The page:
Drago heads off toward Berk to take over the realm. When all of Berk’s beasts appear to all be bewitched by the alpha’s powers, everything seems lost.

But the bond between Hiccup and Toothless is great – strong enough to even overcome the alpha and defeat Drago.


Once again, as with the original “How to Train Your Dragon” Dreamworks has turned out a great 3-D movie. Several scenes are marvelous with the process.

Every rendering of every dragon is amazing. (But see “What doesn’t work.”)

And so is the detail of Hiccup. He has been aged and animators have done a great job of maturing him.

Every bit of the computer generation in “How to Train Your Dragon 2” is fantastic. It’s a visual wonder.

Ruffnut (Kristen Wiig) gets most of the funny lines as one rider on a two-headed dragon; she is smitten big time with beefy Eret (Kit Harrington).

There’s some gentle innuendos that are funny. (And the gay castoff one-liner from a virile Viking as to why he isn’t married is innocent and would’ve never gotten the notoriety it’s received had sensitive gay groups not made a big deal out of it.)

The “alpha” dragon is Godzilla big and very impressive as it rises out of the bubbling depths of the ocean.


While it lacks the clout of the amazing opening of “Up” (2009, an 8), the emotional scene where bigger-than-life Berk ruler Stoick dies packs some clout.

The Movie Man heard a few sniffles in the audience.


Sometimes the screen is so jam-packed with visuals that it’s just overwhelming.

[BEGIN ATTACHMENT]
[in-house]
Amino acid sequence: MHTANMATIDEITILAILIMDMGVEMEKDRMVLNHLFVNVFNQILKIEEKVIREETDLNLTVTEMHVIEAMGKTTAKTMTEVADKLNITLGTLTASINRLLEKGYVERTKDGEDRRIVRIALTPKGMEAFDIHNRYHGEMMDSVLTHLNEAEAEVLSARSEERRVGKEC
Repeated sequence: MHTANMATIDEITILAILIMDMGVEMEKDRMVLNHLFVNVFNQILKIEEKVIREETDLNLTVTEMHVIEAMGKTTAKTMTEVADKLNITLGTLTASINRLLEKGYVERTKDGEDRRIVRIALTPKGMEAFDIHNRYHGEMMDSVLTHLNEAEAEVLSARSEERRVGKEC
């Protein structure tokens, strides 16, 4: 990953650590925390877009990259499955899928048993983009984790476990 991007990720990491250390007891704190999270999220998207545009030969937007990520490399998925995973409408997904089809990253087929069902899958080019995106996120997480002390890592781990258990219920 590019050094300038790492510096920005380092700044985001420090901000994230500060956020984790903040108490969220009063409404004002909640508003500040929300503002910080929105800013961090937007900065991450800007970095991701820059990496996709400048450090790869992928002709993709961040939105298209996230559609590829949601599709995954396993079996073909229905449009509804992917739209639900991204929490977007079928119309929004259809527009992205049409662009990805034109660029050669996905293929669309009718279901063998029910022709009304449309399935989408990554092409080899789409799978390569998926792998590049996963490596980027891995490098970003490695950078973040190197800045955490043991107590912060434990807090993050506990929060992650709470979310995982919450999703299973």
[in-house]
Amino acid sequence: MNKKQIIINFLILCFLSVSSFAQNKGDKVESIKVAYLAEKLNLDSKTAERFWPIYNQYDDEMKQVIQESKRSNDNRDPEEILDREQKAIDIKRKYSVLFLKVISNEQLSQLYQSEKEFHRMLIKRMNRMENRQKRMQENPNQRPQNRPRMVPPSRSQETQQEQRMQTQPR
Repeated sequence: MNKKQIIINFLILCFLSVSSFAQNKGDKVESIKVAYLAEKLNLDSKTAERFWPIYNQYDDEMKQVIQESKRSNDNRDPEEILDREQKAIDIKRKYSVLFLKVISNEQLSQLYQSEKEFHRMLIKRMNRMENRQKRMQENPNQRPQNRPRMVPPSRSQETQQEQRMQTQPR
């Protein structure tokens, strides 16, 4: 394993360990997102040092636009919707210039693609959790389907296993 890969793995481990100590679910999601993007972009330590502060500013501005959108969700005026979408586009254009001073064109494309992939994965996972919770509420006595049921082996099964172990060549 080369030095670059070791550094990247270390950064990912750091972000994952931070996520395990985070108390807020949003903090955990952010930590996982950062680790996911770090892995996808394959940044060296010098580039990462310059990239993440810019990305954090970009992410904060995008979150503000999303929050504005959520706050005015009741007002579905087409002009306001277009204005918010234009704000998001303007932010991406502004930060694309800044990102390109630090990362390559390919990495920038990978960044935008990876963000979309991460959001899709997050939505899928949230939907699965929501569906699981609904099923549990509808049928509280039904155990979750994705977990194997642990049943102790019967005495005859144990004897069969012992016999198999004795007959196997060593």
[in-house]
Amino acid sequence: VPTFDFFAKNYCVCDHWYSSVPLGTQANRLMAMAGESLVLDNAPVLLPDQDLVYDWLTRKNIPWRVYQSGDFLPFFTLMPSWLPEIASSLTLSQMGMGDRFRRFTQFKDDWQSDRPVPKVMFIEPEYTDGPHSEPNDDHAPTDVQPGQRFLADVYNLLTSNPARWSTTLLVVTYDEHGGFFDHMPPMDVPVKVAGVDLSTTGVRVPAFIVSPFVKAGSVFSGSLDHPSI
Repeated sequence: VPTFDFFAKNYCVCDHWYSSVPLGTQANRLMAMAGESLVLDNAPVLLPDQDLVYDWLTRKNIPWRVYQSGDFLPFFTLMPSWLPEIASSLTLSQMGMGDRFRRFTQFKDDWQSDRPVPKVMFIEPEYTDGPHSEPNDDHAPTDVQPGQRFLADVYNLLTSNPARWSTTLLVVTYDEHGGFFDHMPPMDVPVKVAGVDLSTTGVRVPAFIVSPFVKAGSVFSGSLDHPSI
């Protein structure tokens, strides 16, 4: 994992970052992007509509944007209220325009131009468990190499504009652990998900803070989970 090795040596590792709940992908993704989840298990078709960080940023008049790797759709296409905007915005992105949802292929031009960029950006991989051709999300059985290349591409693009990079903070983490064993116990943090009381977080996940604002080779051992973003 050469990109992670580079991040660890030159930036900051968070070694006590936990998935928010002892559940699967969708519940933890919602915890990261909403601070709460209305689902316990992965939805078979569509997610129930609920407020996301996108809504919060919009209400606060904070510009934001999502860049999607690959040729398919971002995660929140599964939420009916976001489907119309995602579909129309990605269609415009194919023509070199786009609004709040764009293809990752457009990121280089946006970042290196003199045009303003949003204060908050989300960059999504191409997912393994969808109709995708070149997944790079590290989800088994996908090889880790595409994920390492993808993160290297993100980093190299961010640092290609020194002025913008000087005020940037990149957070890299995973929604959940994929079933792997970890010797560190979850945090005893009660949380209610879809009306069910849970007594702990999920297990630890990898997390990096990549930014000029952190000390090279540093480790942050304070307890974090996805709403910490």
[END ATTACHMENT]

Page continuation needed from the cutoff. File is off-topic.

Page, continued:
The variety of dragons illustrated is impressive and amazing, but there are just too many. It’s a case of too much – too many cool dragons where the sum drags down the individual.

“How to Train Your Dragon 2” lacks the fluidity of the original. This plot is nothing new – which is no big deal – but there is also nothing unique to juice the story line.

The end of the alpha dragon seems pretty easy considering he’s portrayed as practically invincible during all of his other screen time.

There are long stretches of boring exposition that will bore small kids a lot.

Also: There’s no stinger – bummer – so don’t wait around through the incredibly long end credits.


When the dragons are mean, they will scare little kids – and that’s especially true when the alpha roars.

With that and the death of a major character, the PG is correct.


The Movie Man was a bit disappointed in “How to Train Your Dragon 2”.

While it looks as groovy as the first one, it lacks something to raise it to the original’s level.


Of all the trailers that have surprised this year, the one for the next Transformers movie – “Age of Extinction” – surprised the most.

The Movie Man picked this fourth edition of the series to be the biggest moneymaker of the summer.

The Movie Man is feeling pretty good about that prediction.

So far, only one summer movie has passed $200 million: “X-Men: Days of Future Past” at $206.3 million.

“Age of Extinction” should race past that by July Fourth and head to $400 million country – and first place.